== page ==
NYMHM for 12 May 2019

At News You May Have Missed, we are continuing our experiment with integrating action items–as we are able to–with news summaries. We appreciate the meticulous work of Martha and Sarah-Hope who identify each week how we can be useful with regard to the topics we care about. In addition, this week Sarah-Hope has joined us as a writer, bringing her remarkable ability to encapsulate complex issues to writing news summaries.

DOMESTIC NEWS

1. Happy Mother’s Day: Consider 55,000 (more) homeless kids

​As many as 55,000 children could become homeless as a result of a new regulation published by Ben Carson’s Department of Housing and Urban Development (HUD). Until now, families with mixed-status–that is, families who have one or more undocumented members–could live in public housing as long as the family had one member who was eligible for federal subsidies, Mother Jones explains. Under this new regulation, all members would have to be eligible–so families with children who were citizens and one parent who was undocumented would have to leave their homes.  By HUD’s own calculations, this change will affect 76,000 people; about them, HUD wrote,  “HUD expects the fear of the family being separated would lead to a prompt evacuation by most mixed-status families.”  ​If you would like to comment on this, you can do so here; comments are due July 9. 

2. Happy Mother’s Day #2: Kids at Guantánamo

Meanwhile, the Trump administration is proposing to house separated migrant children at Guantánamo Bay, Cuba, the Independent reported, though as the New York Times pointed out, the image of housing children next to terrorism suspects has kept the plan from moving forward. Still, because ICE is overwhelmed by immigrants–housing some 50,223 at this writing–the Department of Defense is looking at other military bases where they could be housed. The numbers are due in part to Attorney General Barr’s insistence that migrants seeking asylum be detained until their cases can be heard.

3. The entire ACA at risk

​The entire Affordable Care Act could be struck down if the Trump administration prevails in a federal appeals court. The administration argues that the entire ACA is unconstitutional, a change in from its previous position that only part of it needed to be dismantled. If the court agrees with Trump, 21 million people will lose health insurance (see the story on maternal mortality, below). Many millions more will no longer be protected by its provisions–regarding pre-existing conditions, for example, according to the New York Times

4. Redefining poverty

The Office of Budget and Management is proposing a change in the way the national poverty threshold is calculated. The move would tie poverty measures to the “chained” Consumer Price Index, which minimizes increasing inflation by assuming that, rather than buying products whose costs are increasing at new, higher prices, consumers will move to purchasing less expensive items. As a result, the number of families qualifying for income-based services would grow more slowly than the actual growth in consumer prices, Bloomberg reports. The Obama White House tried a similar move with cost-of-living adjustments for Social Security in2014—a proposal that was abandoned after objections by Congressional Democrats.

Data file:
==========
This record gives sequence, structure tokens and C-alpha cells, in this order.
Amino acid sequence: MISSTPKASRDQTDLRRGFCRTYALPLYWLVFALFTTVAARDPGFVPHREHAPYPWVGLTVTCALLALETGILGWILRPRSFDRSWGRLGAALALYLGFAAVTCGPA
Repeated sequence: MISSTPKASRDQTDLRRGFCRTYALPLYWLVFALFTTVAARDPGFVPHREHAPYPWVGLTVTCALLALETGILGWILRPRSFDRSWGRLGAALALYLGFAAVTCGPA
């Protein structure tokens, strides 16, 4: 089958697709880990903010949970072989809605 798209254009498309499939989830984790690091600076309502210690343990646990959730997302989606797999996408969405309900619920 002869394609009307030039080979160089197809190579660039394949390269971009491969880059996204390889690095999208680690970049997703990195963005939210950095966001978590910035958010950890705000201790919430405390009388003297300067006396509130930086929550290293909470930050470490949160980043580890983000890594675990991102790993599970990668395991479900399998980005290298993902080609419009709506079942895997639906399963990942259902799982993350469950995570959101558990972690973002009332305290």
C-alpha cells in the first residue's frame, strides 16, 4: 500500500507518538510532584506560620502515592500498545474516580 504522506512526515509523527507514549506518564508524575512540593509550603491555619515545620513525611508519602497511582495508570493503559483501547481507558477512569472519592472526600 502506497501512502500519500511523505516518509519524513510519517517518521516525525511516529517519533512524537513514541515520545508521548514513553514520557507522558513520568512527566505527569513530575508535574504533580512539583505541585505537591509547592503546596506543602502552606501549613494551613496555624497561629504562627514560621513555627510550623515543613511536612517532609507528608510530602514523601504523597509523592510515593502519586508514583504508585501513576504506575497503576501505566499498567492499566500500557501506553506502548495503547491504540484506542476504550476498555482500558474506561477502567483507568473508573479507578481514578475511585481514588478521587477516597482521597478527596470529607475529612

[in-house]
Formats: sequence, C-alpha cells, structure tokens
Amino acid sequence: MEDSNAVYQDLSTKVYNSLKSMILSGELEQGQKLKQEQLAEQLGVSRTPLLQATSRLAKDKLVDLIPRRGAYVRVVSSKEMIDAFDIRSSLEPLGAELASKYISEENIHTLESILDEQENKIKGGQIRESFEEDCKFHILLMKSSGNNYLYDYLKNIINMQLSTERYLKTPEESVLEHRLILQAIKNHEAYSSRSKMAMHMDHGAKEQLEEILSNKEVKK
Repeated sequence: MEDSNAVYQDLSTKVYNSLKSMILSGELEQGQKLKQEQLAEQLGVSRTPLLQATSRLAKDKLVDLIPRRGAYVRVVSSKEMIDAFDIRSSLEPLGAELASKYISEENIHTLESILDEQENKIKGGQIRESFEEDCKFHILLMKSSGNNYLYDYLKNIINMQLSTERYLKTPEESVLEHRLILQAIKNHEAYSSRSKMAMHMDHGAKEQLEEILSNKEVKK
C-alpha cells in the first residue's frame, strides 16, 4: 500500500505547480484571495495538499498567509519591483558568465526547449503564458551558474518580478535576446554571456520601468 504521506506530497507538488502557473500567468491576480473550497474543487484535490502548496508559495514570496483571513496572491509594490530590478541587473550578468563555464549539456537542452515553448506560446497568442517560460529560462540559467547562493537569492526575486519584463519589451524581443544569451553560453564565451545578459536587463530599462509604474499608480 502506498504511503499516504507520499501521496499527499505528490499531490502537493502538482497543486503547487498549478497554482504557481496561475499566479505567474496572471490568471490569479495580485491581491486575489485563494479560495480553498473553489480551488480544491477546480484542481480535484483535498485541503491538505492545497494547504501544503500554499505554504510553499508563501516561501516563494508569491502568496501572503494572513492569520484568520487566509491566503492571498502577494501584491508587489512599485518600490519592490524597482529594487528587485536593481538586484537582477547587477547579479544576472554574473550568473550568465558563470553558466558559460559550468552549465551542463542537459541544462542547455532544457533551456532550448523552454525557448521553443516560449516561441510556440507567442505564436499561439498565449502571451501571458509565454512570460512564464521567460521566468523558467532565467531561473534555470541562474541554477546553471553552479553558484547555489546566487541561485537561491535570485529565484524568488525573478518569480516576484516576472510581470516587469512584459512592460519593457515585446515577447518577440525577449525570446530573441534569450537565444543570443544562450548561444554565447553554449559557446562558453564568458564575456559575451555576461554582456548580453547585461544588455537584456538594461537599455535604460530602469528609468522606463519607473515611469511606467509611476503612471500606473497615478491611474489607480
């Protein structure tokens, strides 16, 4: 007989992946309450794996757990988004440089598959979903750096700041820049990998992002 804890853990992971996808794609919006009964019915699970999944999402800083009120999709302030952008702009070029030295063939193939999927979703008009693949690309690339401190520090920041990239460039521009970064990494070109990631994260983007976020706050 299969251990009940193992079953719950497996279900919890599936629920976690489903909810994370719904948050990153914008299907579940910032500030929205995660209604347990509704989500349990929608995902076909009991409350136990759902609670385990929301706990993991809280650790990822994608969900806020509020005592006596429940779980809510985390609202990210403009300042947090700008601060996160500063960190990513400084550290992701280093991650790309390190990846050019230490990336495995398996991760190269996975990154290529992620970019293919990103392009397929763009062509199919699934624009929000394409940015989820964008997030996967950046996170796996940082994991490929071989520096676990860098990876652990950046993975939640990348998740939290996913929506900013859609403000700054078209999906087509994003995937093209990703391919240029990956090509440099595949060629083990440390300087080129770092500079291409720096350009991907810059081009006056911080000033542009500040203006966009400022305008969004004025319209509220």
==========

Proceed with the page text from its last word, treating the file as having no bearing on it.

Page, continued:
If you have an opinion about this issue, you can find out where to write here.

5. Marginalizing US Department of Agriculture scientists

Last August, Agriculture Secretary Sonny Purdue announced plans to move the Economic Research Service (ERS) and the National Institute of Food and Agriculture (NIFA)—both agencies that play a key role in developing policy—outside the nation’s capital. While this proposal may sound inconsequential, fifty-six former United States Department of Agriculture and federal statistical agency officials, along with more than 1,100 scientists and economists have objected to this move. The move is apt to spark retirement or resignation of USDA scientists who do not wish to relocate, creating a loss of expertise that will take years to recover, reports farmprogress.com.

Government officials, policy makers, and scientists frequently consult with the ERS and NIFA. These consultations will be more difficult once the offices are relocated, particularly for out-of-area officials, who could formerly have included visits to the ERS and NIFA offices when conducting other business at the capitol. Susan Offutt, an ERS administrator during the Clinton and Bush (W.) administrations, explained “The USDA’s evidence-lite justification for USDA to so radically uproot its world-class research, economics and statistical agencies is the reason the Economic Research Service should be kept in Washington, DC, and in the USDA research arm. We need its objective and respected analysis to support evidence-based policymaking in our $1 trillion food, agriculture and rural economy.”

If you want to object to this move, here’s how to do so.

6. The plots thicken: Bolton and Cambridge Analytica

​Between 2014 and 2017, John Bolton’s Super PAC received $5 million dollars from John Mercer of Cambridge Analytica, according to the Centre for Public Integrity, which has updated its 2018 story. In turn, Bolton gave back $1.1 million to Cambridge Analytica for data on voters. (Cambridge Analytica was the voter-profiling company whose ability to identify particular details about voters and then target them with fake news to shape their choices was instrumental in the 2016 presidential campaign and in the success of Brexit.) The Centre for Public Integrity’s source was Mark Groombridge, an advisor to Bolton.
The PAC, which Bolton says he disbanded in March but which had continued its operations well after Bolton became National Security Advisor April 9, was intended in part to explore Bolton’s nascent presidential ambitions. All in all, it donated some $6 million to right-wing candidates. Bolton’s PAC was made possible by the Citizens United decision, the Supreme Court decision that allowed corporations and other entities to donate unlimited sums to political campaigns.